THE FIRST PARTY LAVINIA TAKES LOUISE TO, she makes Louise wear one of her dresses.
“I found it on the street,” Lavinia says. “It’s from the twenties.”
Maybe it is.
“Someone just left it there. Can you believe it?”
“They probably just thought it was trash.” She puckers her lips. She puts on lipstick. “And that is the problem with people. Nobody understands what things mean.”
Lavinia fiddles with Louise’s collar. Lavinia ties the sash around Louise’s waist.
“Anyway, the second I saw it—Christ! I wanted to—oh, I just
wanted to genuflect, you know? Kiss the ground—do Catholics kiss the ground, or is that just sailors? Anyway, I wanted to put my mouth right there on the sidewalk on somebody’s chewed gum and say, like, thank you, God, for making the world make sense today.”
Lavinia puts powder on Louise’s cheeks. Lavinia adds rouge. Lavinia keeps talking.
“Like—it’s all so fucking perfect, right? Like—somebody’s grand-mother or whoever, dies in some random brownstone in the East Village nobody’s even visited in twenty years and they dump all her shit out into the street and then at sunset—here I am walking across East Ninth Street and I find it. This old woman and I who have never met have these two beautiful, poetic, nights ninety years apart, wearing the exact same dress—oh, Louise, can’t you just smell it?”
Lavinia shoves the lace in Louise’s face.
“You could fall in love,” says Lavinia, “wearing a dress like that.” Louise inhales.
“So you know what I did?”
Lavinia gives Louise a beauty mark with her eyebrow pencil.
“I stripped down to my underwear—no, that’s a lie; I took my bra off, too. I took off everything and I put on the dress and I left my other one in the street and I walked all night, wearing it, all the way back to the Upper East Side.”
Lavinia does Louise’s buttons.
Now Lavinia is laughing. “Stick with me long enough,” she says,
“and I promise—things will just happen to you. Like they happen to me.”
Lavinia does Louise’s hair. At first she tries to do it, like she’s done her own: savagely and exuberantly tendriled. But Louise’s hair is too flat, and too straight, and so instead Lavinia braids it into a tight, neat bun.
Lavinia puts her hands on Louise’s cheeks. She kisses her on the forehead. She roars.
“God,” says Lavinia.“You look so beautiful. I can’t stand it. I want
to kill you. Let’s take a picture.”
She takes out her phone. She makes it a mirror.
“Let’s stand against the peacock feathers,” Lavinia says. Louise does.
Louise doesn’t know how.
“Oh, please.” Lavinia waves the phone. “Everybody knows how to pose. Just, you know: Arch your back a little. Tilt your head. Pretend you’re a silent-film star. There. There—no, no, chin down. There.”
Lavinia moves Louise’s chin. She takes their photo.
“The last one’s good,” Lavinia says. “We look good. I’m posting it.” She turns the phone to Louise. “Which filter do you like?”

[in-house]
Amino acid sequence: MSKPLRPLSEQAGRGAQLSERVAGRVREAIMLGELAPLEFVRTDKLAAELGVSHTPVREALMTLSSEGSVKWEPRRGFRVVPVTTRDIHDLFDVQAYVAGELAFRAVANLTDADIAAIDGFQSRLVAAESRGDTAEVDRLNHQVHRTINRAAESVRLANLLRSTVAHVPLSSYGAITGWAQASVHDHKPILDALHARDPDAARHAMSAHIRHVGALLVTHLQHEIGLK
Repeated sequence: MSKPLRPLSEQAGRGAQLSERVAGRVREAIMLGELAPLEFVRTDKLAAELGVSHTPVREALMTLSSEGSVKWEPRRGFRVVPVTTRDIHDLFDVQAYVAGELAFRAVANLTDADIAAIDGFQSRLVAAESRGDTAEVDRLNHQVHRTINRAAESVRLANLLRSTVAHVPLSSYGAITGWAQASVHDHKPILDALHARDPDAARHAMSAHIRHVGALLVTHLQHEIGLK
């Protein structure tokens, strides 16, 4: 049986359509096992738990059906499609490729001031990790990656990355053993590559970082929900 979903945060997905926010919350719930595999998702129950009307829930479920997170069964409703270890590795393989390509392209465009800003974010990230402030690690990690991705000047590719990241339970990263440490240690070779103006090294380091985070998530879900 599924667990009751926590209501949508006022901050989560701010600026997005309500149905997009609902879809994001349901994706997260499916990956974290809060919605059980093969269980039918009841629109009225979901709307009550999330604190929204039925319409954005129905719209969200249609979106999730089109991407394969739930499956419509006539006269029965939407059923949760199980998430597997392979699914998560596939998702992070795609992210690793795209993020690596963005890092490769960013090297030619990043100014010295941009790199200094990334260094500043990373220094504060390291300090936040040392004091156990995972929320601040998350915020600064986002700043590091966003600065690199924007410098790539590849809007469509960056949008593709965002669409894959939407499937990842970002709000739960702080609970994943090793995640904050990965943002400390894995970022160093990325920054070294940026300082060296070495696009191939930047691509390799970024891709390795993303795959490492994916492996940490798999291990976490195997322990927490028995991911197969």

Louise doesn’t recognize herself.
Her hair is sleek. Her lips are dark. Her cheekbones are high. She’s wearing a flapper dress and she has cat’s eyes and fake lashes and she looks like she’s not even from this century. She looks like she’s not even real.
“Let’s go with Mayfair. It makes your cheekbones look shiny.
Christ—look at you! Look. At. You. You’re beautiful.”
Lavinia has captioned the photo: alike in indignity.
Louise thinks this is very witty.
Louise thinks: I am not myself.
Thank God, Louise thinks. Thank God.
They cab it to Chelsea. Lavinia pays.
It’s New Year’s Eve. Louise has known Lavinia for ten days. They have been the best ten days of her life.
Days don’t go like this for Louise.
Louise’s days go like this:
She wakes up. She wishes she hasn’t.
Chances are: Louise hasn’t slept much. She works as a barista at this coffee shop that turns into a wine bar at night, and also writes for this e-commerce site called GlaZam that sells knockoff handbags, and is also an SAT tutor. She sets an alarm for at least three hours before she has to be anywhere, because she lives deep in Sunset Park, a twenty-minute walk from the R, in the same illegal and roach-infested sublet she’s been in for almost eight years, and half the time the train breaks down. When they call her, once every couple of months, Louise’s parents invariably ask her why she’s so stubborn about moving back to New Hampshire, say, where that nice Virgil Bryce is a manager at the local bookstore now, and he won’t stop asking for her new number. Louise invariably hangs up.
She weighs herself. Louise weighs one hundred fourteen and a half pounds on a period day. She puts on her makeup very carefully. She draws on her brows. She checks her roots. She checks her bank balance (sixty-four dollars, thirty-three cents). She covers up the flaws in her skin.
She looks in the mirror.
Today, she says—out loud (a therapist she had once told her that it’s always better to say these things out loud)—is the first day of the rest of your life.